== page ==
John Skeaping

Burmese Dancer


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Not on display

John Skeaping 1901–1980
Object: 470 × 170 × 140 mm
Transferred from the Victoria & Albert Museum 1983

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Skeaping studied at three art schools in London and won the British School at Rome Prize for sculpture in 1924. He then lived and worked for a while in Italy, where he met the sculptor Barbara Hepworth, who had been runner-up for the Rome Prize. They were married in Florence. Skeaping first exhibited his work in company with Hepworth at the Reid and Lefevre Gallery in Glasgow in 1928. In that exhibition he showed the head of a Burmese Girl carved in white marble, and it may be that this figure depicts the same model. However, the work also indicates that Skeaping was interested in the formal characteristics of non-western models.

Gallery label, August 2004

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Catalogue entry


Alabaster, 470 x 170 x 140 mm (18 1/2 x 6 3/4 x 5 ½ in); weight 9.5kg
Incised by the artist ‘J. SKEAPING 28’ below left foot on right hand side of base; inscribed (probably in another hand) underneath in pencil ‘336’
Transferred from the Victoria and Albert Museum, London 1983

...; Sir Edward Marsh by 1932; ...; given by the Contemporary Art Society to the Department of Circulation, Victoria and Albert Museum 1964 (Circ.79-1964)

Paintings, Drawings, Engravings and Sculpture by Artists Resident in Great Britain and the Dominions, Imperial Gallery, London, April-June 1928 (198)
XVIII Esposizione Biennale Internazionale, Venice, May-Sept. 1932 (Great Britain, 139)
travelling exhibitions of the Department of Circulation, Victoria and Albert Museum, London 1964-83
John Skeaping 1901-80: A Retrospective, Arthur Ackermann and Son, London, June-July 1991 (23, repr.)

Tate Gallery Acquisitions 1982-84, London 1986, p.325 (repr.)

In the late 1920s, John Skeaping made a rapid transition from Rome Scholar to prominent member of the ‘new movement’ in sculpture, to which he was introduced by Barbara Hepworth. Fortified by the pre-war work of Jacob Epstein and Henri Gaudier-Brzeska, and that of Parisians such as Constantin Brancusi and Ossip Zadkine, those gathered into this group included Henry Moore, Maurice Lambert, Richard Bedford and Alan Durst. Their perceived novelty lay in the practice of ‘direct carving’ associated with a modernist concentration on ‘truth to materials’ and contrasted with sculptural modelling. Charles Harrison has emphasised that this facilitated a sculptural equivalent to Clive Bell’s theory of an aesthetic emotion in painting evoked through ‘significant form’,[1] as exemplified in R.H. Wilenski’s assertion at the time that a work with ‘sculptural meaning need have no other’.[2] These issues were also combined in Kineton Parkes’s tellingly entitled The Art of Carved Sculpture (London 1931), where the ‘glyptic’ quality was associated with personal expression and traced to ancient origins.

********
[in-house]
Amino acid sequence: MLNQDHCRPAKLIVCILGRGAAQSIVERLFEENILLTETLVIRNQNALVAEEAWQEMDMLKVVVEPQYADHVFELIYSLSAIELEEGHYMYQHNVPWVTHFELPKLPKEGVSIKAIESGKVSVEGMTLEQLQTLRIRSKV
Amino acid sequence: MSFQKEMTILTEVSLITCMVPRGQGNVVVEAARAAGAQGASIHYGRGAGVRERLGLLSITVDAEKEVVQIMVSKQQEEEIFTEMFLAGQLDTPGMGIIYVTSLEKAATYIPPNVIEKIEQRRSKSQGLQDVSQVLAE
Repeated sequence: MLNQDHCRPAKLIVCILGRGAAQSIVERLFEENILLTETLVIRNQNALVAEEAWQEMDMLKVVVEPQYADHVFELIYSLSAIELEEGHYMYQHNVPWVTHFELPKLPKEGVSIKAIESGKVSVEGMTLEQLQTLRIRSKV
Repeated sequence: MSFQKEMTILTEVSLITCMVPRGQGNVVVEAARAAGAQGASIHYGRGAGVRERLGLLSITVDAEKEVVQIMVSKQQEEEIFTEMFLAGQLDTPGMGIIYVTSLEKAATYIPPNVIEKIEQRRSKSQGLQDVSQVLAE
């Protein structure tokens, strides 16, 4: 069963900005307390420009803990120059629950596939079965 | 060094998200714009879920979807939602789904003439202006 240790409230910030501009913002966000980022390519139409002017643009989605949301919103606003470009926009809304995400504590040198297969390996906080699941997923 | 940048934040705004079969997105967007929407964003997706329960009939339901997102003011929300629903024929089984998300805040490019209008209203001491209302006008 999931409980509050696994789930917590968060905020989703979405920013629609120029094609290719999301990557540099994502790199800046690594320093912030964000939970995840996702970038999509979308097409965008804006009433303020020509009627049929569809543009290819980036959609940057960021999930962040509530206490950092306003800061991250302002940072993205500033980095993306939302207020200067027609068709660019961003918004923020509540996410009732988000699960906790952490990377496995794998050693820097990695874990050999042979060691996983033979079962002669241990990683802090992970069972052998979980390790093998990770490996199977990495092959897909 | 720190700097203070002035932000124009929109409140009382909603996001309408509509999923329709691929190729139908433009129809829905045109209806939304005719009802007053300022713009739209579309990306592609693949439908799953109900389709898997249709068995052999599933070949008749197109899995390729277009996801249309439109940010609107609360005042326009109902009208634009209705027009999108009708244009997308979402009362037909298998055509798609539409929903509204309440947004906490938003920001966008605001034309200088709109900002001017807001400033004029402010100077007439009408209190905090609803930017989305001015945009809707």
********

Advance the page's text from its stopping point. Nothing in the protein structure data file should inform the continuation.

Skeaping’s contribution lay in his experience of stone carving. He demonstrated his skills - as did Hepworth - through single animal or figure subjects in a wide variety of stones. In his work ‘the quality and character of the marble, wood, or stone [played] a great part in the conception and in the finish of the subject carved’.[3] In this respect, the rounded forms of Burmese Dancer demonstrated the relative softness of the alabaster, which, as a result, was ‘not usually ... used for carving of great fineness and precision’.[4] With the exception of the deep cutting around the neck and arms, the mass of the block was largely maintained; as seen in the flat back of the figure’s legs. The circular dimple in the upper lip appears to have been drilled, and the face was generally quite crudely cut. A number of blemishes - particularly those on the left side of the head - were filled with plaster or putty. The four curves in the front of the skirt anticipate the use of incised line by both Skeaping and Hepworth over the following years.

The choice of a creamy alabaster for Burmese Dancer allowed for a natural translucence. Skeaping worked with the pinkish veins, the most noticeable of which runs through the right side of the head, right breast and leg, and down the centre of the back. Prior to being acquired by the Victoria and Albert Museum, the work had been coated with a wax or varnish which discoloured and was replaced in 1988.[5] The removal of the yellowed coating confirmed that the stone was lighter than the strong ochre and white alabaster used for the life-size three-quarter length Woman with Bird, c.1928 and for the small Female Torso, 1933.[6] Skeaping is said to have introduced his sculptor friends to the richer coloured Cumberland alabaster, having been sold lumps of the stone ploughed up by a farmer.[7] However, this sequence suggests that Skeaping considered alabaster to be particularly suited to the female figure. Burmese Dancer and Woman with Bird share the swaying pose culminating in the hands raised to the left shoulder; where Burmese Dancer is robust, the larger work achieves a more subtle articulation.